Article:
Sexual Bullying

Once again, I can turn to the UK for progressive thinking on issues that matter to me — for example, they have been way ahead of the US in terms of developing curricula on cyberbullying and the grooming techniques of online predators. Now, they are starting to acknowledge that bullying using sexual content deserves specific mention. The BBC published an article on “sexual bullying,” which they simply define as “anything from sexualised name-calling to spreading rumours about someone’s sexual behaviour, to criminal offences such as assault and rape.” A UK-based online news site noted that 3500 students were expelled from school for sexual misconduct and that teachers were among the victims. Although this coverage on sexual bullying does not reference the internet specifically, I think it is an important step to separately consider bullying of a sexual nature from other types of harassment.

The BBC article focuses on a very basic survey of 273 11-19 year-olds (this is a PDF of the results in their entirety). While the sample size is too small and age range too large to really make anything of it, its presence makes me optimistic that more attention will be paid to it in the future. And maybe sexual bullying online will also begin to get notice. I have complained about the lack of connection between cyberbullying and sexuality before. Perhaps this connection will be made more often at least across the pond, if not here.

Fear-based Spin

Although I have an earlier blog post about the Internet Safety Technical Task Force report, I came across an article that I must vent over.

To recap, the ISTTF report was published as an official statement of the Task Force regarding their opinions and recommendations regarding online safety for minors, and how to approach this issue going forward. Their main points were (see pages 4 & 5 of the Executive Summary):
1. The use of the internet by adults to abduct minors is very rare. Adult predation cases that incorporated the internet typically involved “post-pubescent youth who were aware that they were meeting an adult male for the purpose of engaging in sexual activity.” Random abduction is essentially unheard of.
2. “Bullying and harassment, most often by peers, are the most frequent threats that minors
face, both online and offline.” In other words, researchers, policy makers, and other concerned adults should focus on bullying, not predators, when striving to improve online safety.
3. “The Internet increases the availability of harmful, problematic and illegal content, but does
not always increase minors’ exposure.”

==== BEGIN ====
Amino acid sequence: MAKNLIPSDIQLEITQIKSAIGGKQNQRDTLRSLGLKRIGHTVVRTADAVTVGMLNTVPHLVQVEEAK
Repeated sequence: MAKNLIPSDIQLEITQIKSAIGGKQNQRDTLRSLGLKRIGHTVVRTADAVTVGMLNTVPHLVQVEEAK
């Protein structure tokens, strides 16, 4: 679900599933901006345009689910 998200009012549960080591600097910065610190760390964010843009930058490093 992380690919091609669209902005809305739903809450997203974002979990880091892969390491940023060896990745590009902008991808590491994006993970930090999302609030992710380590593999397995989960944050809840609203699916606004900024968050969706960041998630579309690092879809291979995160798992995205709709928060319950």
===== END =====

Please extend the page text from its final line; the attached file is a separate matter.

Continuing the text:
So, imagine my dismay when I see an article whose headline reads: “Study Proves American Teens are at Serious Risk.” This article cries: “Abuse, bullying, hatred and pornography crowd the internet; and no where are they more prevalent, or more dangerous, than on sites geared towards teens.” Huh? Did I miss something here?

Unfortunately, I did not. For this is no article, but a press release disguised as news written to promote an online safety service. Too bad the author of the release didn’t see the Task Force recommendation that the Attorneys General NOT “endorse any one technology or set of technologies to protect minors online.” (p. 6).

Hopefully parents and other adults will notice and act accordingly.

Reminding Youth about Public Access to Information

I thought this study, featured in the New York Daily News, was quite clever. The beginning of the research is simple enough: Author Dr. Megan Moreno analyzed 190 public profiles of young persons aged 18-20. Not too surprisingly, she found that all of their pages included three or more references to sex, drinking, drug use or smoking. Ho-hum. Most research stops there and sounds out the alarm.

What happened next was simple, neat, and full of useful implications. After seeing the profiles, “Dr. Meg” sent each of the MySpace subscribers an email which read “You seemed to be quite open about sexual issues or other behaviors such as drinking or smoking. Are you sure that’s a good idea? … You might consider revising your page to better protect your privacy.” And guess what? After three months, 42% of those receiving the message either removed the material or changed their profile setting to “private” so that only their friends could see their information.

Neat, huh? This just shows that with a little nudge, young people can understand how their private information posted in a public forum can and is seen by unwanted parties. And a simple reminder, they will change their behavior.

Internet Safety Technical Task Force Carries a Strong Message

It takes great news like this to awaken me from my holiday slumber. The Internet Safety Technical Task Force is releasing their report which concludes that ““actual threats that youth [online] may face appear to be different than the threats most people imagine.” The New York Times headline reads: Report Calls Online Threats to Children Overblown.

I feel both happy and vindicated. Happy, because this is an accurate assessment of the experiences of youth online. Vindicated because I set up this blog and have been making presentations with this message for several years now.

Larry Magid, who served on the Task Force, summed it up beautifully by saying: “While the task force found that youth risk from predators is a concern, the overwhelming majority of youth are not in danger of being harmed by an adult predator they meet online.”

Instead, according to the Task Force report, the focus of our online safety efforts should lean towards better understanding — and preventing — cyberbullying.